CBS
Sep 26, 2012 5:30pm PDT
scary. >> jordan is not only his brother in arms, but his brother in the law. the last time these nine saw each other he was being loaded onto a medical helicopter. amanda also want to thank her big brother clinton. >> my brother told me, he sat there and he held dog in his arms, words cannot express how thankful i am for my brother. >> pit is my family coming home. >> finally back home again in indiana. michelle miller, cbs news, gary indiana. >> that is the cbs evening news for tonight's call. for all of us at cbs news, all- around world, good night. >> good evening i am alan martin >> i am dana king and we begin with breaking news @ san fransisco where a wild chase through the western mission just came to a dramatic finish and our cameras were there when it ended. joe vasquez joins us live from the scene near hays and webster. >> take a look at the mess that was left behind by this wild chase, you can see several cars dashed through the streets in the western addition including a cbs 5 live truck. back there you can see the car there were chasing, a mercedes. apparently that this st
CBS
Oct 1, 2012 5:30pm PDT
. >> pelley: a little-known piece of the health care reform law took effect today. hospitals will face big fines if too many of their medicare patients have to be readmitted lookse of complications. we asked anna werner to look into this. >> reporter: so this is everything you have to take? >> yes. >> reporter: 84-year-old phil eckloff suffers from congestive heart failure and diabetes and wound up in the hospital twice ais year. l twice a laundry list of follow-up instructions and fedications. so you have to deal with all this stuff. this is a lot of-- a lot of medications. a lot to remember. >> yeah, it is. >> reporter: eckloff is fortunate. f isas a home health care worker to help him. what do you think it would be like for you if you had to keep y with all this by yourself? >> if you don't take a service like this you'll end up become you'llhospital. and that's true. >> reporter: federal officials ere concerned that many medicare patients fail to get the necessary follow-up care and end up being readmitted to the hospital, often in the same tnth. so the government is now penal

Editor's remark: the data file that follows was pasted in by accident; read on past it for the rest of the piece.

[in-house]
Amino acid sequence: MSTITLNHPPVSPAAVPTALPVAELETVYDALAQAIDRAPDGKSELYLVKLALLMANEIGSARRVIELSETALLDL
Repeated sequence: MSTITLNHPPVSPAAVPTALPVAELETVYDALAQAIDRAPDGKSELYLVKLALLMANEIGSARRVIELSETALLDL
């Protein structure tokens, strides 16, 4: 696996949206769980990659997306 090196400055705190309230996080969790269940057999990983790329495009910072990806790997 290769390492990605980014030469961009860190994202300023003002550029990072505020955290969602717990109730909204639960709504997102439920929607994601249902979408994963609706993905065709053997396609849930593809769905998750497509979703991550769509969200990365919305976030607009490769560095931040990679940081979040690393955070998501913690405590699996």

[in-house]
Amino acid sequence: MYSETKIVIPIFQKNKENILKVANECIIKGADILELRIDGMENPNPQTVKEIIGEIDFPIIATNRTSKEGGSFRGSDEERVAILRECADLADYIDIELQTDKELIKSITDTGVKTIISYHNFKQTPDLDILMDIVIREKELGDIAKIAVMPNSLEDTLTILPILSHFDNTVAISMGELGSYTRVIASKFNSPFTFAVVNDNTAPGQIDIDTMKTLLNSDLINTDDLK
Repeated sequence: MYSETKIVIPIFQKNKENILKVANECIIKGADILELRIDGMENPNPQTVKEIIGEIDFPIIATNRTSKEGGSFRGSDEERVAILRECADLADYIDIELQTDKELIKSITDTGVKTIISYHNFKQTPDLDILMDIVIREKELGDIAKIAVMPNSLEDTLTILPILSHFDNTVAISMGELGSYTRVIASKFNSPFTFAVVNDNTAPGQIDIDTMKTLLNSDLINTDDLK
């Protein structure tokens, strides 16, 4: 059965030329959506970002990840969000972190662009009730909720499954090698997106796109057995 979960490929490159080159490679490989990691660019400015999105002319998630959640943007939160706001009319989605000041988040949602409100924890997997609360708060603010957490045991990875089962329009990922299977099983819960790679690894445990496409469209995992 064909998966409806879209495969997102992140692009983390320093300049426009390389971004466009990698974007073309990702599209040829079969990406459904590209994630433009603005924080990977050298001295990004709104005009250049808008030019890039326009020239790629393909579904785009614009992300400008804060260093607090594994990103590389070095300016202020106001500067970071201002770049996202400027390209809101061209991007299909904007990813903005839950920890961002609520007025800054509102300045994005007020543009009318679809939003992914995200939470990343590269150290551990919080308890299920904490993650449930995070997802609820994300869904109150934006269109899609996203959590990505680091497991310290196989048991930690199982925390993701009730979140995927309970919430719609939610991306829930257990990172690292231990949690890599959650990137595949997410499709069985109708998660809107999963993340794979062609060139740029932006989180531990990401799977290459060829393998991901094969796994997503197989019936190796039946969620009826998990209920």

CBS
Oct 1, 2012 6:30pm EDT